Former Hong Kong chief executive Leung Chun-ying has listed the names of 18 teachers charged over last year’s social unrest on his Facebook page, two weeks after taking education authorities to court for failing to publicly identify those found guilty of professional misconduct.
The city’s largest educators’ association, the Professional Teachers’ Union (PTU), slammed Leung in response on Tuesday, saying his hostility towards the sector had driven a months-long campaign targeting those involved in the anti-government movement.
In his social media post, Leung, now a vice-chairman of China’s top political advisory body, criticised the Education Bureau, PTU and school-sponsoring bodies for depriving parents of their right to know about the teachers’ off-campus activities.
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He said that 803 Funds Limited, the group he founded last year to trace anti-government protesters allegedly involved in criminality, would publicise information about problematic teachers collected through different channels after verifying their identities with the relevant schools.
Leung began that process by listing the personal information of 18 teachers and tutors – culled from local media reports – in his Facebook post.
The list included their ages, details of their charges – illegal assembly and assaulting police officers among them – and, for some, the names of their schools. The education institutions have not been revealed in court, but were identified in news accounts by mostly pro-Beijing news outlets.
As a public figure ... how often have we seen people like him target the education sector in such a manner, both in Hong Kong or in mainland China, or even in other parts of the world?
Professional Teachers’ Union vice-president Ip Kin-yuen
The former city leader has been actively pushing the government to publicly identify teachers involved in professional misconduct along with their schools, despite refusals by education officials citing privacy and other concerns.
Last month, 803 Funds applied to the High Court to seek a judicial review to force education minister Kevin Yeung Yun-hung to make public the teachers’ details.
The Education Bureau, in a reply to the Post on Tuesday, did not address the question of whether Leung’s listing of the teachers’ information was appropriate. It said it would not comment on the matter as a legal procedure was under way.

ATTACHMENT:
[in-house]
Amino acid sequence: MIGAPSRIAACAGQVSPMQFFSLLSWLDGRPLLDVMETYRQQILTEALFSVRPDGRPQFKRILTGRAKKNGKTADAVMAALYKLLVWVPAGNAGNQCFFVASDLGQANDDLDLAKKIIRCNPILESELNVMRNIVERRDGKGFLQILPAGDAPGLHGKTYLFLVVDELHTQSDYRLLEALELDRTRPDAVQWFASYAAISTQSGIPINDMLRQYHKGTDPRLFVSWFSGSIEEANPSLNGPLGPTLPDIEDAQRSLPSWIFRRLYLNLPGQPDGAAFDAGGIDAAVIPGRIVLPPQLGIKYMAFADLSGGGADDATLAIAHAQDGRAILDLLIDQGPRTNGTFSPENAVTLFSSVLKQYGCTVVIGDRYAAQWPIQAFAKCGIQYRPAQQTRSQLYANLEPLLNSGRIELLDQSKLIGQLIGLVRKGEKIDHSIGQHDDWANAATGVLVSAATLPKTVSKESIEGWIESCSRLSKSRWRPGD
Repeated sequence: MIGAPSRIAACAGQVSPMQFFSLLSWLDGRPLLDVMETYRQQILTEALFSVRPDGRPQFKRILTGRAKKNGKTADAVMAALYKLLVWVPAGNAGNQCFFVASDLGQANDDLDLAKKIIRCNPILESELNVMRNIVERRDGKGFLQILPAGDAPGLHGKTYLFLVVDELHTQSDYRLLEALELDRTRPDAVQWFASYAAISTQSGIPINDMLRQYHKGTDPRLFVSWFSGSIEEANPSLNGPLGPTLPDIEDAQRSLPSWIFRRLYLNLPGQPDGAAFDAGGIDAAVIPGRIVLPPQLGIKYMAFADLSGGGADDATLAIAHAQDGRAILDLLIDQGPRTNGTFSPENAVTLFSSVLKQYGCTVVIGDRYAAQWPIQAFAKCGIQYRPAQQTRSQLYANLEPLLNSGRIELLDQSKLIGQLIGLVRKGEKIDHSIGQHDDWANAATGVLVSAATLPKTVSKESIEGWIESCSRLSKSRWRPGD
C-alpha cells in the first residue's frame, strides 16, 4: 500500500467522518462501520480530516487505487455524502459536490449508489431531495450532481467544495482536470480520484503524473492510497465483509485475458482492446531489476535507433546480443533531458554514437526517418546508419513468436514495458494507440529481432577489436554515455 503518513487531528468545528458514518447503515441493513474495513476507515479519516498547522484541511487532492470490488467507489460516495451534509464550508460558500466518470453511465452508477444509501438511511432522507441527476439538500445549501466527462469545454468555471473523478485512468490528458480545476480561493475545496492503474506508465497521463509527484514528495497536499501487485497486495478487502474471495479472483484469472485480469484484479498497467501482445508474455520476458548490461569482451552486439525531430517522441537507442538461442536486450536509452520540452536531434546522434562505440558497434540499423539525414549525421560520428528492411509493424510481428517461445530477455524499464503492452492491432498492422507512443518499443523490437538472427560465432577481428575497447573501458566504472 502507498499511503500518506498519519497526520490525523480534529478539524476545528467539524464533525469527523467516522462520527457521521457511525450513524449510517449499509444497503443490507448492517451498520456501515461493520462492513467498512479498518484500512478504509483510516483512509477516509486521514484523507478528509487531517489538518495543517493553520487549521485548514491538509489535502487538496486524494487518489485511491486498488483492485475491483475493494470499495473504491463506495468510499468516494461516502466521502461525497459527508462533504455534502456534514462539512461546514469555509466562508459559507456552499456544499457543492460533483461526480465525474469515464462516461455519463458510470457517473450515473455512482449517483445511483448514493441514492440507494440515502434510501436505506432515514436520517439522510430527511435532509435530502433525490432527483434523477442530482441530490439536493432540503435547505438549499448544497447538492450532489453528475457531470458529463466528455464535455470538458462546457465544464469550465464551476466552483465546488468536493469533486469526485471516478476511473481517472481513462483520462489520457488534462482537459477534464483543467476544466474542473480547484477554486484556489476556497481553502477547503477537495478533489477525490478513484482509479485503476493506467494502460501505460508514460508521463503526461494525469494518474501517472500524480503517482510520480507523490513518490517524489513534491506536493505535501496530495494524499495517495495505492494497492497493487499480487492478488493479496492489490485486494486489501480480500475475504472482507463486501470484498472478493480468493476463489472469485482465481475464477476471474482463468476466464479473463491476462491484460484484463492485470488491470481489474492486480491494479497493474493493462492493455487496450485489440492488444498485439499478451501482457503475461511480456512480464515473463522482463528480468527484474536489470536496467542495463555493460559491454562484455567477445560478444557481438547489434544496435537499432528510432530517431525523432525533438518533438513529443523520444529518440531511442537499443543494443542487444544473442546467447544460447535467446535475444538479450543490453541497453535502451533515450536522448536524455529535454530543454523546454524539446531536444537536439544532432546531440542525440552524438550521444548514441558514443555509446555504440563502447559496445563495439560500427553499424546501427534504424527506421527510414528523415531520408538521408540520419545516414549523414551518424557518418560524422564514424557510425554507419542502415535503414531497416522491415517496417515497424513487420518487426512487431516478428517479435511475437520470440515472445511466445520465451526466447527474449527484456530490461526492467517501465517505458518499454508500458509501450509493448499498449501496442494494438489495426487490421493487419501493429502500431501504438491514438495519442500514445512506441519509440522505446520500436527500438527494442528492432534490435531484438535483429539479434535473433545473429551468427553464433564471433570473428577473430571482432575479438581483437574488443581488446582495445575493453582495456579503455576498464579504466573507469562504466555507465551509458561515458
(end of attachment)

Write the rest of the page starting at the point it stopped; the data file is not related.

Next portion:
Ip Kin-yuen, vice-president of the 100,000-strong PTU and an opposition lawmaker representing the education sector, on Tuesday slammed Leung’s posting of the list as “unnecessary and full of hostility”.
“As a public figure, and with the titles that [Leung] carries, how often have we seen people like him target the education sector in such a manner, both in Hong Kong or in mainland China, or even in other parts of the world?” Ip asked.
He added: “Plus, he said the details he listed have already been made public previously. If they are already in the public domain, why does he need to list them out again?”
But Wong Kam-leung, chairman of the pro-establishment Federation of Education Workers, said he believed the move did not represent a major privacy concern given that the information was publicly available.
“I believe schools will not be affected that much, as the information was in the public domain,” said Wong, whose union boasts 35,000 members. “Teachers should be reminded to act professionally, and should not let politics override their professionalism.”
On Monday, Leung also hit out once again at education chief Yeung, questioning if teachers had been allowed to broach the topic of Hong Kong independence in local classrooms.
A primary schoolteacher was deregistered last month for creating lesson plans that included discussion of pro-independence messages and freedom of speech with Primary Five pupils.
In the wake of the unprecedented move, Yeung said teachers should guide pupils to the conclusion that Hong Kong independence was impractical if the topic surfaced in classrooms, while stressing that schools should not include discussions of the subject in its curriculum.
But pro-Beijing heavyweight Tam Yiu-chung, a member of the National People’s Congress Standing Committee, China’s top legislative body, called Yeung’s explanation “inaccurate”, saying independence should not be touched on at all, as it could put schools in violation of the city’s sweeping new national security law.
An Education Bureau spokeswoman said in a reply that if pupils raised questions related to Hong Kong independence on their own, teachers should make it clear the idea was not correct and therefore did not require much discussion.
Students should also be told the concept was now illegal under the security law, she added.